What a view!The persistence has paid off, and the relationships in the group have been strengthened over regular cups of Tom’s favourite ‘gumboot tea’. However, despite the fantastic success that Te Apiti – Manawatu Gorge has experiencing so far, Tom is realistic about the challenges and what is necessary to prosper. “I feel very proud of what has been achieved, but like any relationship you can take none of it for granted. Partnership is only as good as the last conversation,” laughs Tom. “I think in the past few years I’ve become an organisational psychologist!

“I’ve listened to many sides of things, and there is this sense that being vulnerable and being yourself are what people are drawn to. It’s also important to protect oneself, to keep oneself safe, and that’s what I am learning now. To be in that place and stand and call others up, it really has to be a blank page. No clever tricks. ‘No shit, no kidding’, as someone once said to me. I am learning to do that myself, and that’s part of the personal journey.”

Kelly Evens

Behind the Medals

She’s the manager behind the medalists, five of the international competing athletes whom we are proud to call our own. Representing sporting superstars Sarah Goss, Kayla Whitelock, Simon van Velthooven, Sarah Cowley, Emily Collins, George Whitelock and Aaron Gate, Kelly Evans, creator of The Athlete Project Agency, is playing to win.

Medals 1Kelly accompanied four of her athletes as they competed at the 2014 Glasgow Commonwealth Games. Her team brought home a collection of silver and bronze medals and top ten placings. Experiencing the games in person, with hundreds of thousands of other spectators, was a “completely unimaginable” experience.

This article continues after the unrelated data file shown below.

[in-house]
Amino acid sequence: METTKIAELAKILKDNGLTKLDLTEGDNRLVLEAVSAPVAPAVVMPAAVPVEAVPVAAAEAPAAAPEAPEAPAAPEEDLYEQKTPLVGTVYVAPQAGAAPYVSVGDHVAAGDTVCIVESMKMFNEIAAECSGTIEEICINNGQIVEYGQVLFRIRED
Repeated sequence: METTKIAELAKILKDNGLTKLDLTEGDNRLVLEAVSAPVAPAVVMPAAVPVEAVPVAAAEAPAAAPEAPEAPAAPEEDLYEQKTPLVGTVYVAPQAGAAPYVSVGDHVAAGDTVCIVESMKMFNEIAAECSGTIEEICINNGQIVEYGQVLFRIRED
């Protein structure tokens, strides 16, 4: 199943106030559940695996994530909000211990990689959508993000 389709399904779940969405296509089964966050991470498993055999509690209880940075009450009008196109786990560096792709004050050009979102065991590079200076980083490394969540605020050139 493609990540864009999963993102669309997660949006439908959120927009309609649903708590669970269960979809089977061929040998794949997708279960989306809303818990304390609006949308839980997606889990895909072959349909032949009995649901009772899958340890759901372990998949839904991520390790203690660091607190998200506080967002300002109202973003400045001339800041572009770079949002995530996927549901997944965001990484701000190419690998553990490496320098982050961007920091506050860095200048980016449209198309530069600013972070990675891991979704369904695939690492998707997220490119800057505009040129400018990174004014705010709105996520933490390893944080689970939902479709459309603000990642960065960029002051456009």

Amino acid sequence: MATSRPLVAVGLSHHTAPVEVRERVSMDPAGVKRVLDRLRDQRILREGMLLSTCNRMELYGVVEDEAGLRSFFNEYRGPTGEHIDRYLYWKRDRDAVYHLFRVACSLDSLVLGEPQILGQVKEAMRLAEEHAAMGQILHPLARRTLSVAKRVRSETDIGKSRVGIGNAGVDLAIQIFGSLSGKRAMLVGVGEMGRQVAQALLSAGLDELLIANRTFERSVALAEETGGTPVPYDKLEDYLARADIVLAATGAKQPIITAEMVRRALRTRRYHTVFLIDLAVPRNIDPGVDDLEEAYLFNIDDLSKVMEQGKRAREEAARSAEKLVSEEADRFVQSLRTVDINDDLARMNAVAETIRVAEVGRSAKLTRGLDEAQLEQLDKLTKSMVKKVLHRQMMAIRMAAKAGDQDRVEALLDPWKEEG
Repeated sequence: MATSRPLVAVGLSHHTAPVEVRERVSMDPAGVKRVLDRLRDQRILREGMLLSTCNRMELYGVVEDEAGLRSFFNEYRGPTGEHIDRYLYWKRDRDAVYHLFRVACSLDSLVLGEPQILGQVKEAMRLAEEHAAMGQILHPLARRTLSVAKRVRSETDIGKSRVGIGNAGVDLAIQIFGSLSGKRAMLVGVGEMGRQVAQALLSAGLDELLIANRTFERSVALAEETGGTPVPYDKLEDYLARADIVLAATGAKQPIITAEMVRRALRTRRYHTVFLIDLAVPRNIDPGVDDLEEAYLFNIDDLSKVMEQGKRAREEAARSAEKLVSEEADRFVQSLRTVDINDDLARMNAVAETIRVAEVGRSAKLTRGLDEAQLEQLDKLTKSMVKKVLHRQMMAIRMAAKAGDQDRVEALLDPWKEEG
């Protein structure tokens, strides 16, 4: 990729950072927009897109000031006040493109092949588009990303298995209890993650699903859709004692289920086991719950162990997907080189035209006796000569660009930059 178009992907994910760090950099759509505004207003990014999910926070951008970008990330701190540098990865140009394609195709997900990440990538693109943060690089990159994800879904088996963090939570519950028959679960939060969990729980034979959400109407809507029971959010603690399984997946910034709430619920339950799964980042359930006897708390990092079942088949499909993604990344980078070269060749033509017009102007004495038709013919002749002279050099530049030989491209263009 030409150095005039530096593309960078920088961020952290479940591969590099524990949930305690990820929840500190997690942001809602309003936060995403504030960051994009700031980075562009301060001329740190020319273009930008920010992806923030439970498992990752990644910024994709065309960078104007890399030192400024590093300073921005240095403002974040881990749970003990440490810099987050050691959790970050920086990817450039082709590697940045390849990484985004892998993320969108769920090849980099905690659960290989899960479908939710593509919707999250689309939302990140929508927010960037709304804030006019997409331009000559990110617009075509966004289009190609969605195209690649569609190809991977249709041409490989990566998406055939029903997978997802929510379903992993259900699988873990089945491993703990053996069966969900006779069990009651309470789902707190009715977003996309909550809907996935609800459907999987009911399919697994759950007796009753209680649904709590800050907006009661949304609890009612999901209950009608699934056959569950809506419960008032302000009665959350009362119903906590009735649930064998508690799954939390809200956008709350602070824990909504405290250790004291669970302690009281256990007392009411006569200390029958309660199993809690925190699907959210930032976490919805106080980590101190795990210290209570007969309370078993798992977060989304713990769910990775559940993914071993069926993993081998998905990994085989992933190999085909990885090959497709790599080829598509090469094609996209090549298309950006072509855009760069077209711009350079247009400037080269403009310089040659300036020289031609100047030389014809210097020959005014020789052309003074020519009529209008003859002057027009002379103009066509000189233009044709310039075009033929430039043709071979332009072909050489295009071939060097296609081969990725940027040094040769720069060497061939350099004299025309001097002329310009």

“It was the first Games I’d been to, and compared with watching it on TV it just does not match the excitement and the nerves. I sat with the family of each athlete when they competed. You’ve got nerves for them, because there’s been all this training and building up to these moments, and it comes down to sixty seconds, or an hour’s game,” says Kelly.

The people of Scotland were a standout and ensured that the Games were about more than just the competition itself. “Glasgow put on a magnificent show, everyone comments on that as you arrive. They are just so friendly and lovely and the whole country really got in behind the event. Sitting in the different stadiums and venues there would be Scottish families with their kids there and you could really feel the home crowd, but when their people weren’t racing they would cheer on your country next to you. There was just such a great atmosphere.”

It comes down to the people – it’s rewarding

For Kelly, sport has been a lifelong passion, and the work she does she considers the job of a lifetime. Nurtured from a young age, “I’d grown up in a sporting family, it’s always been around me,” she explains. Armed with a sport and exercise degree from Massey University and more than a decade’s experience in the sport management industry, creating The Athlete Project Agency in 2012 was a natural career choice.

Commonwealth Games Glasgow“I’ve always wanted to work in this capacity. I enjoy being behind the scenes and supporting them. I started contemplating going out on my own and starting the business, and ironically it was through the promotion of the BCC’s Innovate programme and seeing the other businesses go through that that made me take a risk and start it.”

While the business has taken off to a roaring success, the work does come with its own challenges. “With the way I run the service for my clients it really is 24/7. You can have athletes in New Zealand, in Norway, in Japan and everyone is in different time zones. If it is an important time for athletes, your timing has to change.”

It was the first Games I’d been to, and compared with watching it on TV it just does not match the excitement and the nerves